Eosinophilic esophagitis may be increasing but the prevalence in the general population remains unknown.
Dr Jukka Ronkainen and colleagues from Finland assessed the prevalence and presence of eosinophils in the distal esophageal epithelium in the community.
The team performed esophagogastroduodenoscopy in a random sample of 1000 adults.
Esophageal biopsy samples were obtained from 2 cm above, and at the Z-line.
The researchers defined any eosinophil infiltration of the epithelium as ‘eosinophils present‘.
Definite eosinophilic esophagitis was defined as 20 eosinophils, and probable as 15 to 19 eosinophils.
The team defined possible eosinophilic esophagitis as 5 to 14 eosinophils/high-power field in esophageal biopsy specimens.
|1% had definite or probable eosinophilic esophagitis|
The researchers found eosinophils present in 5% of subjects, and in 54% without troublesome reflux symptoms.
The team found definite eosinophilic esophagitis was present in less than 1% of subjects.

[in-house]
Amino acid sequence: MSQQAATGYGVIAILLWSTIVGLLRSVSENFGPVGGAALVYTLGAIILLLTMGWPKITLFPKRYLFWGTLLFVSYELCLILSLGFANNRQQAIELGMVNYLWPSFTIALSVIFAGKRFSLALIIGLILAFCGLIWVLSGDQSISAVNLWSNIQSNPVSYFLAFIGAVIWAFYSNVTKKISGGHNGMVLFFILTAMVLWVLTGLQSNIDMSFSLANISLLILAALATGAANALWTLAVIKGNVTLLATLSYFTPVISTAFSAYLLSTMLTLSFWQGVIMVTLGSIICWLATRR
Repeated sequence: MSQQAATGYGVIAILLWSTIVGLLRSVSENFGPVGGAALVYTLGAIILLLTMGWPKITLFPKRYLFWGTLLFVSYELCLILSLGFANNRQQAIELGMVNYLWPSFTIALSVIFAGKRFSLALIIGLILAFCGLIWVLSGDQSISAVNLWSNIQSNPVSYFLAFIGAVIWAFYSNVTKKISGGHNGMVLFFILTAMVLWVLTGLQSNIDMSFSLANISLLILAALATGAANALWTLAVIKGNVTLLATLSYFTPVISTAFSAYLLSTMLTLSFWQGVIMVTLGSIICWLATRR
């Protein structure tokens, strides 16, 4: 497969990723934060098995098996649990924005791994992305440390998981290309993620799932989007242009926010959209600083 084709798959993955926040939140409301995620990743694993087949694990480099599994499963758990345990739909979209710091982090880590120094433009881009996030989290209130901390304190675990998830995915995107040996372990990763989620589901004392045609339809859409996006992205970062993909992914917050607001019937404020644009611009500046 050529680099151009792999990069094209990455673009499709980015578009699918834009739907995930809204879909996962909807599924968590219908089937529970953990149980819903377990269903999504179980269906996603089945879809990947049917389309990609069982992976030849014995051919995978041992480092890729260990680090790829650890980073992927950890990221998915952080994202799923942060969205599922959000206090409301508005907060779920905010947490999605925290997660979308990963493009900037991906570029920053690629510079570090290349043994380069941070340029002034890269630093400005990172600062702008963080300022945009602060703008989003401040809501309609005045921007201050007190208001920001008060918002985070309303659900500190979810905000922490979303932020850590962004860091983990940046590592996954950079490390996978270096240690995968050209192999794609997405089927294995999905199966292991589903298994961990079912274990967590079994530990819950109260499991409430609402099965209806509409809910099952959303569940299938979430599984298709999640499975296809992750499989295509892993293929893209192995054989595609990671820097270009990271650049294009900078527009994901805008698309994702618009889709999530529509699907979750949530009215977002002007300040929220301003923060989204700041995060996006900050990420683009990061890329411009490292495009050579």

Probable eosinophilic esophagitis occurred in 1% of subjects.
The team observed that erosive esophagitis, and absence of dyspepsia were independent predictors for ‘eosinophils present‘.
Helicobacter pylori infection was also an independent predictor for eosinophils present in subjects.
The researchers noted that definite eosinophilic esophagitis was associated with dysphasia.
Probable eosinophilic esophagitis was associated with narrowing of the esophageal lumen.
Dr Ronkainen's team concluded, “Esophageal eosinophils were present in nearly 5% of the general population.”
“Approximately 1% had definite or probable eosinophilic esophagitis.”
“Esophageal eosinophils may be a manifestation of reflux disease in adults, but the condition is as likely to be asymptomatic and go unrecognized.”